The Editors of Encyclopedia Britannica. “Shamrock.” Encyclopedia Britannica Online. July 20, 1998. Accessed March 16, 2018. Web.

MacConnell, Cormac. “Everything You Know About the St. Patrick’s Day Shamrock Is a Lie.”  Irish Central. March 16, 2018. Accessed March 16, 2018. Web.

“Shamrock.” No author. Wikipedia. March 16, 2018. Accessed March 16, 2018. Web.

“Wood Sorrel.” No author. Wild Edible. 2010-2018.  Accessed March 16, 2018. Web.

 

February Harbinger

Walking to the bus stop after work last night, I saw my first Spring flower

and wrote a poem.

 

February Harbinger

 

 

A yellow crocus cannot lie.

 

After burrowing all winter,

(breathing beside bears)

she yawns and stretches.

She pokes her pert green nose

past the crumbling den of Hades’ habitation.

She whispers:

 

Spring is near

 

 

 

 

The Wildness of Growing Up [Book Review]

           

             Francesca Lia Block’s The Waters & The Wild is as beautiful and evocative as her other books, moving and full of longing, with a surprise bittersweet ending.  The teen years are a time when belonging is essential, and the faerie/changeling metaphor is perfect to describe the despair of not-fitting-in.

Bee wakes up one morning to find her doppleganger, a look-alike who declares that she wants her life back, and promptly disappears.  In her search for answers, Bee befriends a brilliant nerd Haze, who thinks he may be the progeny of aliens, and Sarah, a plump would-be starlet who sings like Billie Holiday and believes she is a reincarnated slave girl.  The three new friends are powerful together and create their own tribe.  They pretend to be invisible to give them the moxy to crash the popular girl’s party. Finally, Bee belongs.

Or does she? Who is the look-alike girl whose life Bee may have unknowingly stolen?

            Block creates rich, dynamic characters and deftly shifts point-of-view to give voice to each of the friends. On the downside, the plot is a little thin.  The ending has not been seeded well; it bears the surprise of the unexpected and not a fulfillment. Still, Block writes beautifully as always and can get away with just about anything. The occasional poem inserts contribute to the theme and tone.  The optimistic resolution demonstrates that the despair of high school doesn’t last forever. This is a near-perfect book for outcasts and ‘alternative’ teens longing to belong.

 

Block, Francesca Lia. The Waters & The Wild. N.Y.: HarperTeen, 2009.

 

Ms. Block’s website: www.francescaliablock.com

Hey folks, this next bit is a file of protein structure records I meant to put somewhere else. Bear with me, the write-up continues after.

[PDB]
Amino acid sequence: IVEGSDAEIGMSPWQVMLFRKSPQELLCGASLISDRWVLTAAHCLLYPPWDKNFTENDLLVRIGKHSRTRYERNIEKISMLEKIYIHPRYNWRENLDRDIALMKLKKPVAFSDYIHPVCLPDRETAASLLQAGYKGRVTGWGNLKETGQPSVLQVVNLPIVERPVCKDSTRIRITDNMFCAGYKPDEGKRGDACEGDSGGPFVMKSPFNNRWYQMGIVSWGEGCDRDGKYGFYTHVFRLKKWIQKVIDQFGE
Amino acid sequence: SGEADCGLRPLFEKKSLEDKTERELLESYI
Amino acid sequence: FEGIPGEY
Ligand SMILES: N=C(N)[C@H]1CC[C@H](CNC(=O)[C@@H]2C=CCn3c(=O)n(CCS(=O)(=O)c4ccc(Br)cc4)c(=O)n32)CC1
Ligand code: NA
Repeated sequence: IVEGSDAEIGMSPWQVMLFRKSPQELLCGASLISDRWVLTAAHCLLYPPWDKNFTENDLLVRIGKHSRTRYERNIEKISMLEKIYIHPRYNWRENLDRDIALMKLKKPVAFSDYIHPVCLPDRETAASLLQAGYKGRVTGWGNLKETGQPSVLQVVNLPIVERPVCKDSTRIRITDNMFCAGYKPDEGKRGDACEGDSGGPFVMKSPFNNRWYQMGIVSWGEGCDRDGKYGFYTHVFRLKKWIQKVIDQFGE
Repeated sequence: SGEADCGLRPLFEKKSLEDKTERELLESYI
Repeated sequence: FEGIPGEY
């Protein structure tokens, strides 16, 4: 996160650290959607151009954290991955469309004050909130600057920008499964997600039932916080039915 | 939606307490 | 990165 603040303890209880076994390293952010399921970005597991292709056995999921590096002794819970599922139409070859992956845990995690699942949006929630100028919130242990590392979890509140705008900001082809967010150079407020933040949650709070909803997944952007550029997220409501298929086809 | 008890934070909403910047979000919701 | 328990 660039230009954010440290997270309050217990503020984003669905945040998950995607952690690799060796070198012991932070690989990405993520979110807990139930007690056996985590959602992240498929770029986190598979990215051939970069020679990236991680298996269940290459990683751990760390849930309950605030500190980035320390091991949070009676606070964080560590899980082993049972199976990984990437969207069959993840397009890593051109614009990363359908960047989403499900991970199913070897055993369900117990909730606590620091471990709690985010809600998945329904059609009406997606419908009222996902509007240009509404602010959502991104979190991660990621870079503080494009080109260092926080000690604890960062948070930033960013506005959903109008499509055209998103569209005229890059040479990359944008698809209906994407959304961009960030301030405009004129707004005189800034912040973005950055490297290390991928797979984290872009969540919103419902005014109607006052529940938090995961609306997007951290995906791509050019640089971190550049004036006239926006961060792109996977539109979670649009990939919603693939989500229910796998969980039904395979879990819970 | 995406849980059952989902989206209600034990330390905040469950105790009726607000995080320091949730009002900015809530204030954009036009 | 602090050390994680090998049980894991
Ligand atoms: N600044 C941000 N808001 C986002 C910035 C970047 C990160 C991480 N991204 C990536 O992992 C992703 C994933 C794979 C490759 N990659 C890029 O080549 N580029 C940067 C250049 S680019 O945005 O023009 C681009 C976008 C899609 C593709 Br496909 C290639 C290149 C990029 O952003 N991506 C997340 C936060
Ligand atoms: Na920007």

Evening Song of St. Patrick

To me, Winter is a time of rest and quiet reflection. The weather is cold (usually!) and we stay indoors. I joke that I am part bear.  In January, I hibernate; I refuse to leave the house if I don’t have to.

A sleep prayer is good for anytime of the year, but it seems all the more appropriate when the nights come early and last long.

Evening Song of St. Patrick from “Selections of Irish Poetry” translated by Kuno Meyer

 

May Thy holy angels, O Christ, son of living God,
Guard our sleep, our rest, our shining bed.

Let them reveal true visions to us in our sleep,
O high-prince of the universe, O great king of the mysteries!

May no demons, no ill, no calamity or terrifying dreams
Disturb our rest, our willing, prompt repose.

May our watch be holy, our work, our task,
Our sleep, our rest without let, without break.
 This poem is from Kuno Meyer’s Selections From Ancient Irish Poetry,  and the title he gives is “An Even Song” with the note: “Patrick sang this.” Just Patrick; Patrick is famous enough in all of Ireland to need no honorific.  Translater and editor Meyer notes that St. Patrick himself couldn’t have written this, not exactly, since this text dates from the 8th Century.  Literature has a long tradition of ascribing texts to more famous figures.

The first stanza begins by requesting the protection of the angels. The Celtic world was so mindful of the angels! Their poems and prayers are full of them.  And if my childhood home didn’t petition the angels per se, we still had a popular art print of a guardian angel guiding children beneath a shadowy, ominous, branchy tree. I’m reminded of an Orthodox prayer we say at various times, including night: “Encompass us with thy holy Angels, that guided and guarded by them, we may attain to the unity of the faith . . .”

As for the second stanza, I’ve a mind to never request true visions; certain gifts from God may be humbly accepted, but not importuned.  Still, I have a special fondness for Psalm 16:7: “I will bless the LORD who has counseled me; Indeed, my mind instructs me in the night.”  Perhaps God comes to us at night because it is then when the noise of the day has ceased and we are finally able to truly listen.